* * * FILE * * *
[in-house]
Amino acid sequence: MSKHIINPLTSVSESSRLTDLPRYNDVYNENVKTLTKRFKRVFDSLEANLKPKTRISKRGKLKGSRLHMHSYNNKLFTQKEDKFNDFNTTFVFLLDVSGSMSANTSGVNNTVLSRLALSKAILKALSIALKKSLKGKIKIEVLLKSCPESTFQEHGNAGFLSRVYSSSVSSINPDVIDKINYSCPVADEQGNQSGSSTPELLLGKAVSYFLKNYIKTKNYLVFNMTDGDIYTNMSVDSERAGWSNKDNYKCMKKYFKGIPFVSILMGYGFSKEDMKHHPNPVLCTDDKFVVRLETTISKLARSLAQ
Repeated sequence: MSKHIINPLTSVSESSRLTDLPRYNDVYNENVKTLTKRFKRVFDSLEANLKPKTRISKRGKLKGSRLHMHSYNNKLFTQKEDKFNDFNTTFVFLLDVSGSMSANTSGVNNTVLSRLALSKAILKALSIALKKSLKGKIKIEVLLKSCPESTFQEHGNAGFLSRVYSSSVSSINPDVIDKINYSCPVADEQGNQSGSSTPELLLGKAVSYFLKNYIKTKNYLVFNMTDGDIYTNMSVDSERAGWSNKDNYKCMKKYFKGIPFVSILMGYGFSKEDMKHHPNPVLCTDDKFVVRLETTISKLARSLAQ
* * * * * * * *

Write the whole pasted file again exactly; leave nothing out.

[in-house]
Amino acid sequence: MSKHIINPLTSVSESSRLTDLPRYNDVYNENVKTLTKRFKRVFDSLEANLKPKTRISKRGKLKGSRLHMHSYNNKLFTQKEDKFNDFNTTFVFLLDVSGSMSANTSGVNNTVLSRLALSKAILKALSIALKKSLKGKIKIEVLLKSCPESTFQEHGNAGFLSRVYSSSVSSINPDVIDKINYSCPVADEQGNQSGSSTPELLLGKAVSYFLKNYIKTKNYLVFNMTDGDIYTNMSVDSERAGWSNKDNYKCMKKYFKGIPFVSILMGYGFSKEDMKHHPNPVLCTDDKFVVRLETTISKLARSLAQ
Repeated sequence: MSKHIINPLTSVSESSRLTDLPRYNDVYNENVKTLTKRFKRVFDSLEANLKPKTRISKRGKLKGSRLHMHSYNNKLFTQKEDKFNDFNTTFVFLLDVSGSMSANTSGVNNTVLSRLALSKAILKALSIALKKSLKGKIKIEVLLKSCPESTFQEHGNAGFLSRVYSSSVSSINPDVIDKINYSCPVADEQGNQSGSSTPELLLGKAVSYFLKNYIKTKNYLVFNMTDGDIYTNMSVDSERAGWSNKDNYKCMKKYFKGIPFVSILMGYGFSKEDMKHHPNPVLCTDDKFVVRLETTISKLARSLAQ